The section on the nutritional establishment is interesting but, to be honest, Campbell’s experiences will probably come as no surprise. The real insight for me is his focus on the complexity of the processes whereby the body turns the food we eat into you and me. An apple, for example, famously keeps the doctor away. We have an idea of some of the reasons for this such as fibre, vitamins, minerals, and protective phytochemicals, but we have very little insight into the precise impact of the symphony orchestrated by the thousands of chemicals in an apple at any one time or in any one place as: 1) there are so many substances, and; 2) the nutrients we extract from this apple will depend on the body’s requirements in any particular moment. Our cells, organelles, organs and physiological systems are not passive sieves. It is the complexity of whole foods, the whole body that consumes them and the interactions between the two, that explains why the dominant focus on single nutrients, single genes, single biochemical pathways, and single drugs is naïve at best and destructive at worst.
Campbell uses the classic example of vitamin A and cancer to illustrate this naivety. What most people call Vitamin A is actually a group of Vitamin A precursors - the carotenoids, famously abundant in the eponymous carrot. The carotenoids are powerful antioxidants. There are about six hundred known carotenoids in food. Studies have shown that intake of foods rich in one of these carotenoids, beta-carotene, is associated with lower rates of cancer, notably lung cancer in smokers. This led to recommendations for smokers to take beta-carotene supplements to reduce lung cancer risk. However, beta-carotene supplementation in large clinical trials actually increased lung cancer incidence and cardiovascular mortality rates. The effects were so great that the trials had to be terminated early. The precise mechanism is not known but it may be that beta-carotene from supplements is overwhelming the body’s ability to absorb the myriad other carotenoids that should be coming from food. This and other examples illustrate the foolishness of the endless quests for isolated chemicals to resolve our health issues while ignoring the context within which these chemicals weave their magic. I think the Campbell’s focus on the shortcomings of supplements is important as many in the field of complementary medicine are quick to condemn synthetic drugs while giving “natural” supplements a free pass. The supplement industry is worth billions, so invoking the “follow the money” principle, we need to examine health claims made for supplements with a vigilance many reserve only for the products of the food and drug industries.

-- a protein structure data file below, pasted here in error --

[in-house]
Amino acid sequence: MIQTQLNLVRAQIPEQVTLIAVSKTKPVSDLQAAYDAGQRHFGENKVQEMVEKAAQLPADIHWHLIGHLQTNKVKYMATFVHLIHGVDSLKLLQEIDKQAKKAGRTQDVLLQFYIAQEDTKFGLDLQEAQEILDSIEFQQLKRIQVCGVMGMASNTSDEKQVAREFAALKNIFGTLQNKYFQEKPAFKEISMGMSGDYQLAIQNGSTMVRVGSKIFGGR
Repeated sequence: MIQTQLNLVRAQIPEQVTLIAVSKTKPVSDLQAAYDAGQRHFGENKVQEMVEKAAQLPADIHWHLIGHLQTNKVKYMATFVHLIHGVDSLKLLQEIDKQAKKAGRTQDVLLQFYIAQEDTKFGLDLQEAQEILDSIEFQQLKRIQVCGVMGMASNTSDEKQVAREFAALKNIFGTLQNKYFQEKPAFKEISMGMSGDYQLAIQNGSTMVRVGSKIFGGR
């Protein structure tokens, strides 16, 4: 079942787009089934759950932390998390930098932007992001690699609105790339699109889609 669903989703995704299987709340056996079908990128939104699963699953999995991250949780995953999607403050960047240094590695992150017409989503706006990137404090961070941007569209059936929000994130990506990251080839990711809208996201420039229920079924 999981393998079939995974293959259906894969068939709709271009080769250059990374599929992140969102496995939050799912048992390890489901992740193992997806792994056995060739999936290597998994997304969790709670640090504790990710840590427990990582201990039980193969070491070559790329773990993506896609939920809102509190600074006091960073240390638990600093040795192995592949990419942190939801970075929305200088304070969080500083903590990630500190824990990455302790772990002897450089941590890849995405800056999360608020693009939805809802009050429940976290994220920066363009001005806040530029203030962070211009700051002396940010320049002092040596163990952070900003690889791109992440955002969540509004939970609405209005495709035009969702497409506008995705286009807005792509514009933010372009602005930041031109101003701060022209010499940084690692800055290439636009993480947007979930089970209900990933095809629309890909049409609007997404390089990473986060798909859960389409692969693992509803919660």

Campbell also focuses on reductionism in genetics, characterising genetic medicine as the ultimate reductionist fallacy, and medicine as a whole with its focus on symptoms with less attention paid to root causes.
The book’s take-home message for me is that the body is highly intelligent and exquisitely designed to seek optimal health as far as possible in any given circumstance. So, most people will be healthy if they eat what they were designed to eat and live as naturally as possible. The exquisitely complex biochemistry of our food and our bodies interacts to ensure that we don’t need to sweat over the small details. This is empowering as it means we do not have to fixate on the quantities or proportions of nutrients we consume or obsessively count calories. Instead, we can follow Michael Pollan’s dietary manifesto to “Eat [real] foods, not too much, mostly plants.” It took 300+ pages of reading and reflection to reach that eight word conclusion!